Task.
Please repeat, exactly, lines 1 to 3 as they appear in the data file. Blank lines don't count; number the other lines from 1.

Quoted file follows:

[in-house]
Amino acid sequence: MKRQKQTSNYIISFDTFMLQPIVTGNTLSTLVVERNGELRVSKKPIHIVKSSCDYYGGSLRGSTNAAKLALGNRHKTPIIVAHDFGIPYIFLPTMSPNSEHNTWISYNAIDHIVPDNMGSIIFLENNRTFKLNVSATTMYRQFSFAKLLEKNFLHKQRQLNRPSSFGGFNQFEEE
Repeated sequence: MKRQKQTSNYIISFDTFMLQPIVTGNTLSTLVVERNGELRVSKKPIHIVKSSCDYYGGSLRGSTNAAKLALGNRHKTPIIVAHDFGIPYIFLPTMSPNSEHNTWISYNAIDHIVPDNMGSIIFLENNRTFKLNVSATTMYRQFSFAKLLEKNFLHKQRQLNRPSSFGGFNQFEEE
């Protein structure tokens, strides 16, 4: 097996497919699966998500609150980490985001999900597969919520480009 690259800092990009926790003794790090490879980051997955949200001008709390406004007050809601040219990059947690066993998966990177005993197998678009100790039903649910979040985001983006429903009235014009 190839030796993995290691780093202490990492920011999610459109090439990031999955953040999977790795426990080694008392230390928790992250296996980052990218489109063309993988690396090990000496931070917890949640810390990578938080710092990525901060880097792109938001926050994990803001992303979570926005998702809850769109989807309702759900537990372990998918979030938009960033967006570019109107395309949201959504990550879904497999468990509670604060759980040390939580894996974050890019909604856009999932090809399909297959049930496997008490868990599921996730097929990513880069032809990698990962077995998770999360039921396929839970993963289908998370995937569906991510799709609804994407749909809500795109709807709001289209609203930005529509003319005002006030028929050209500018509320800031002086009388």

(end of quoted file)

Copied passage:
[in-house]
Amino acid sequence: MKRQKQTSNYIISFDTFMLQPIVTGNTLSTLVVERNGELRVSKKPIHIVKSSCDYYGGSLRGSTNAAKLALGNRHKTPIIVAHDFGIPYIFLPTMSPNSEHNTWISYNAIDHIVPDNMGSIIFLENNRTFKLNVSATTMYRQFSFAKLLEKNFLHKQRQLNRPSSFGGFNQFEEE
Repeated sequence: MKRQKQTSNYIISFDTFMLQPIVTGNTLSTLVVERNGELRVSKKPIHIVKSSCDYYGGSLRGSTNAAKLALGNRHKTPIIVAHDFGIPYIFLPTMSPNSEHNTWISYNAIDHIVPDNMGSIIFLENNRTFKLNVSATTMYRQFSFAKLLEKNFLHKQRQLNRPSSFGGFNQFEEE